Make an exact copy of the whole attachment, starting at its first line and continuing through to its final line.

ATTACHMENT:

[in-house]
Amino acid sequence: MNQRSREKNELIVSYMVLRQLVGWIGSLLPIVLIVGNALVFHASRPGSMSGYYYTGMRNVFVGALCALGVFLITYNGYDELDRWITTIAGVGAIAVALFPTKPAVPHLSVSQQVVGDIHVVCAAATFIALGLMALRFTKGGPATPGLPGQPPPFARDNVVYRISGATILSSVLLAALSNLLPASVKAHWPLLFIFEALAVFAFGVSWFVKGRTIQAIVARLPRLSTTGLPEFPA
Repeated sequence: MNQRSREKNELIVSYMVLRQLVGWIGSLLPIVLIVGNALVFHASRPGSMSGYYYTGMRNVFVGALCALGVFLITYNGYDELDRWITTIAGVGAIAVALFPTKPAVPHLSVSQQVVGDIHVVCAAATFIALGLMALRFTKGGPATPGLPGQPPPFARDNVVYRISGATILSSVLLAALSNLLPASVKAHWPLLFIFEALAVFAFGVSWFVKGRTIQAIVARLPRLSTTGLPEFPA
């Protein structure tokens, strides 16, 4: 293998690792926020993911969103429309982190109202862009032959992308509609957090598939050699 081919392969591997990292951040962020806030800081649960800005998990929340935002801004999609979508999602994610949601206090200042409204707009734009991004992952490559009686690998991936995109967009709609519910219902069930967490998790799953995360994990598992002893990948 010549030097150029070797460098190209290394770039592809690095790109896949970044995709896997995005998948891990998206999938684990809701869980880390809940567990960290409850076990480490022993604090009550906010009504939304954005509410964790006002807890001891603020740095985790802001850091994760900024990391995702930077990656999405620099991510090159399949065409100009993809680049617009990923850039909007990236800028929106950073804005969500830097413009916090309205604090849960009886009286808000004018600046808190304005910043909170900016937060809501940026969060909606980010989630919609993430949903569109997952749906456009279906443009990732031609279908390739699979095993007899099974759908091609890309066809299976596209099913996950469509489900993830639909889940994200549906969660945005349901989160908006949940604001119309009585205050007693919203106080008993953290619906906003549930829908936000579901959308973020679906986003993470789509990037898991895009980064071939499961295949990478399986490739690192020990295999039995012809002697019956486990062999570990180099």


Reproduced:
[in-house]
Amino acid sequence: MNQRSREKNELIVSYMVLRQLVGWIGSLLPIVLIVGNALVFHASRPGSMSGYYYTGMRNVFVGALCALGVFLITYNGYDELDRWITTIAGVGAIAVALFPTKPAVPHLSVSQQVVGDIHVVCAAATFIALGLMALRFTKGGPATPGLPGQPPPFARDNVVYRISGATILSSVLLAALSNLLPASVKAHWPLLFIFEALAVFAFGVSWFVKGRTIQAIVARLPRLSTTGLPEFPA
Repeated sequence: MNQRSREKNELIVSYMVLRQLVGWIGSLLPIVLIVGNALVFHASRPGSMSGYYYTGMRNVFVGALCALGVFLITYNGYDELDRWITTIAGVGAIAVALFPTKPAVPHLSVSQQVVGDIHVVCAAATFIALGLMALRFTKGGPATPGLPGQPPPFARDNVVYRISGATILSSVLLAALSNLLPASVKAHWPLLFIFEALAVFAFGVSWFVKGRTIQAIVARLPRLSTTGLPEFPA
């Protein structure tokens, strides 16, 4: 293998690792926020993911969103429309982190109202862009032959992308509609957090598939050699 081919392969591997990292951040962020806030800081649960800005998990929340935002801004999609979508999602994610949601206090200042409204707009734009991004992952490559009686690998991936995109967009709609519910219902069930967490998790799953995360994990598992002893990948 010549030097150029070797460098190209290394770039592809690095790109896949970044995709896997995005998948891990998206999938684990809701869980880390809940567990960290409850076990480490022993604090009550906010009504939304954005509410964790006002807890001891603020740095985790802001850091994760900024990391995702930077990656999405620099991510090159399949065409100009993809680049617009990923850039909007990236800028929106950073804005969500830097413009916090309205604090849960009886009286808000004018600046808190304005910043909170900016937060809501940026969060909606980010989630919609993430949903569109997952749906456009279906443009990732031609279908390739699979095993007899099974759908091609890309066809299976596209099913996950469509489900993830639909889940994200549906969660945005349901989160908006949940604001119309009585205050007693919203106080008993953290619906906003549930829908936000579901959308973020679906986003993470789509990037898991895009980064071939499961295949990478399986490739690192020990295999039995012809002697019956486990062999570990180099």